Seriously, you think 7mm for G and 10-11mm for E is "stratospheric"? Hmmm, maybe my biceps have grown since the last time I checked...
  12. I know a few players who do - how? - because my action is just a little higher than that and I get a growl when they try to play my bass - and its not from the strings. I always thought that if you were going to use starks you'd put the action on the floor. I know from an earlier post you don't but was still suprised how high for a string so strong. :hyper:

    (I'm using wimpy superflexes at thed mo BTW)

    BTW Doug: Will will no doubt return eventually and say something like - the top of the bridge is tapered (and rounded on the kneck facing side) to an optimum thickness to allow just the right amount of flex to let your strings vibrate at their best. Take wood off the top and you are moving down the taper, the top of the bridge no longer has that optimum thickness and your bass won't sound as good. Take time to look through the set up and repair section and you'll pick up the gen from TBs highly esteemed luthiers.
  13. "Doug of the Rings" :D

    Thanks for the advice guys. I've been spending time on here reading as much as I can on the lore of this mysterious instrument, but the answer doesn't always come at you as clearly as you'd like, so I appreciate you guys taking the the time to help. Stuff like "higher action = more front end attack and less sustain" is invaluable.

    Well, I got the ruler out last night and she's definitely too high!

    E = 10mm@ the octave, 12mm@ fingerboard end
    G = 7mm@ the octave, 8mm@ fingerboard end.

    I'm using Spirocore Weichs, but it still feels like too much hard work. I didn't expect it to be easy, but I can barely get through one number at the moment without my left hand cramping up. I know I need experience and tuition, but I'm fairly sure that life will be easier with a lower action. Anyway, if I need to, I can always put it back up again with the adjusters - at the moment I don't have that option.

    Interesting that a lower action will give more sustain, too - she's already got a nice singing sound, so if I can have more of that I'll be a very happy bunny :cool:
  14. At the fingerboard end, I have G @4.5mm, E @ 7.5mm. I get no complaints about not projecting.
  15. godoze


    Oct 21, 2002
  16. Chris Fitzgerald

    Chris Fitzgerald Student of Life Staff Member Administrator

    Oct 19, 2000
    Louisville, KY
    Your action is a little higher than mine, but with a much floppier string on (Weichs), it is likely that many of the left-hand issues you are experiencing are due to lack of technique rather than murderous action. When I hear the words "my left hand cramping up", it immediately makes me think that the person speaking those words is squeezing the back of the neck with the thumb (the squeezing is what causes the cramps) rather than using the chest, back, and shoulder muscles to control the weight of the arm and letting the arm weight press the strings down. We're glad to be here to help, but a teacher can clear up a lot of these issues about a hundred times quicker, and can help you avoid all kinds of bad habits that you'd spend years trying to unlearn later. And lest you think I'm some crusty old veteran who came up by Simandl and Simandl alone, do a search in the DB forums for "self-taught", and you'll see why I'm telling you all of this. :eyebrow: :)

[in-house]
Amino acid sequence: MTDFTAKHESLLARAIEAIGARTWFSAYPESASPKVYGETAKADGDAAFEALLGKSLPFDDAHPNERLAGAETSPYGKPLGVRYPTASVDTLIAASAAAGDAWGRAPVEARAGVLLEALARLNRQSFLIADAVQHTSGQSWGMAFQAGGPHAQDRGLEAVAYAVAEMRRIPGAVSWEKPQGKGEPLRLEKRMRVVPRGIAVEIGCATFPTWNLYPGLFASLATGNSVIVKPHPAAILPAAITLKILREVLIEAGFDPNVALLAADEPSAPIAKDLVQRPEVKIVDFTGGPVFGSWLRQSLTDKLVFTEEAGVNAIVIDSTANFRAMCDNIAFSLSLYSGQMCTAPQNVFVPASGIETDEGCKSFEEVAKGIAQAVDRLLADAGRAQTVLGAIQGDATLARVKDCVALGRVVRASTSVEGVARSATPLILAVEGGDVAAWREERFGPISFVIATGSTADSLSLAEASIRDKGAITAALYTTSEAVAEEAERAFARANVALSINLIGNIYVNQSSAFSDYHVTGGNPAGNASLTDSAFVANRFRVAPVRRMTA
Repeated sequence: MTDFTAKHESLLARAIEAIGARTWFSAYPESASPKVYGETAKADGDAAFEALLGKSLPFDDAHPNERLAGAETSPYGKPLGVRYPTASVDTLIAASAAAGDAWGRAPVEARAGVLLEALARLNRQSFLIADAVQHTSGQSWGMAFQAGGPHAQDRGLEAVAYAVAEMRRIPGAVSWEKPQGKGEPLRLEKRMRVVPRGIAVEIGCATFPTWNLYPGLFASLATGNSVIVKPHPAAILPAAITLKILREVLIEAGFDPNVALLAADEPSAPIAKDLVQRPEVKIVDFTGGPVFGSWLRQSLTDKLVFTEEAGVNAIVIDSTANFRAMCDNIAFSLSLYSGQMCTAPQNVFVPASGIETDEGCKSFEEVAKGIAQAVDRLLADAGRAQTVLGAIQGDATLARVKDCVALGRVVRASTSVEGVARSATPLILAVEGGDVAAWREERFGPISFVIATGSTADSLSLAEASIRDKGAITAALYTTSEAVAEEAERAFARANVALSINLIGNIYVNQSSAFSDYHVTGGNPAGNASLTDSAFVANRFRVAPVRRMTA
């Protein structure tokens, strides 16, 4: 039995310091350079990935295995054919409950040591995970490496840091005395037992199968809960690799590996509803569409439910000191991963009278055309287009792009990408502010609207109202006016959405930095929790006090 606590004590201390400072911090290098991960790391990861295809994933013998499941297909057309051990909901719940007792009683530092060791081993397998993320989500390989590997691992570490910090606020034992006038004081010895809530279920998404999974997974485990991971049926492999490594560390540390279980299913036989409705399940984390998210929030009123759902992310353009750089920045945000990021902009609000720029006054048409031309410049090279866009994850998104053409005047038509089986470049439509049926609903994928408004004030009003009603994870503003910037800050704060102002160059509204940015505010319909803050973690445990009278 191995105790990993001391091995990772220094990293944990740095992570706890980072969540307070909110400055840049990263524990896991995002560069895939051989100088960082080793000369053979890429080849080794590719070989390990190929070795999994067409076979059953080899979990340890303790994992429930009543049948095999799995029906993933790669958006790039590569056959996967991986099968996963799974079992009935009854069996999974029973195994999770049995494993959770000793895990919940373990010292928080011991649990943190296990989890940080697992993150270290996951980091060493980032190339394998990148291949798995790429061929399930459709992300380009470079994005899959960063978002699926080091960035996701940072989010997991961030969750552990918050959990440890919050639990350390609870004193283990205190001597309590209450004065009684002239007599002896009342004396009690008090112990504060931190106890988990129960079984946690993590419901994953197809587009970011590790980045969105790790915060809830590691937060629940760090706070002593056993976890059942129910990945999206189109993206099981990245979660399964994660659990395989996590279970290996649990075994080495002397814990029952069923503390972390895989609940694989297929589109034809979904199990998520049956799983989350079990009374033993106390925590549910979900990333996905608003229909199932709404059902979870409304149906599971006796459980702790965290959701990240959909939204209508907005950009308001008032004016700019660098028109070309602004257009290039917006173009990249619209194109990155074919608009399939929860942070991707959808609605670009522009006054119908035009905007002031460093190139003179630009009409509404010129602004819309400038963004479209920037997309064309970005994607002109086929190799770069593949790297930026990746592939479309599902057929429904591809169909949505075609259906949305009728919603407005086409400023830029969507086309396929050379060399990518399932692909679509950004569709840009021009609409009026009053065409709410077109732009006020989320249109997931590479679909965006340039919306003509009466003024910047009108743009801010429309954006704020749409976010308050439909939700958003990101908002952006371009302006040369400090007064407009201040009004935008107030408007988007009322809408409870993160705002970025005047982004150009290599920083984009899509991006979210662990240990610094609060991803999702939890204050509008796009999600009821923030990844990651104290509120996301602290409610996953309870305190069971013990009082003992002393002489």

17. Nick Ara

    Nick Ara

    Jul 22, 2002
    Long Island, NY
    Doug, don't forget the string height at the nut. Most of the time (especially as you begin to learn DB) you'll be in the first position or so. That said, you'll be more impacted by this measurement. Optimum heights vary between players as stated earlier.
  18. Chris Fitzgerald

    Chris Fitzgerald Student of Life Staff Member Administrator

    Oct 19, 2000
    Louisville, KY
    Trust me, on the new bass, they're not bad at all. Sure, they could go a lot lower, and sure, my excuse for not having any speed chops to speak of is built in :D, but I just set the strings where I can dig in and get the best sound...and on the new bass, they sound GLORIOUS at that height.

    Life is like a package of new strings - you never know what you're gonna get 'til you throw 'em on the bass and start playing. :bag:
  19. kip


    Sep 11, 2002
    Sausalito, Ca
    Doug, that cramping reference is real familiar to me. There is a thread in "technique" that was titled "left hand agony" I think. It proved an immense help to me in overcoming bad habits developed from years of Fender bass pattern playing. (Thanks again y'all).
  20. Dude Ranch?! You guys translating names into Russian then back again? :D

    Chris, I know you're right about my lack of technique, and I will address that asap, but work's getting in the way at the moment. I like to spend time with my bass when I get home, but I'll try not to play too much and get into bad habits.

    Kip, I'll go look at that thread now, thanks.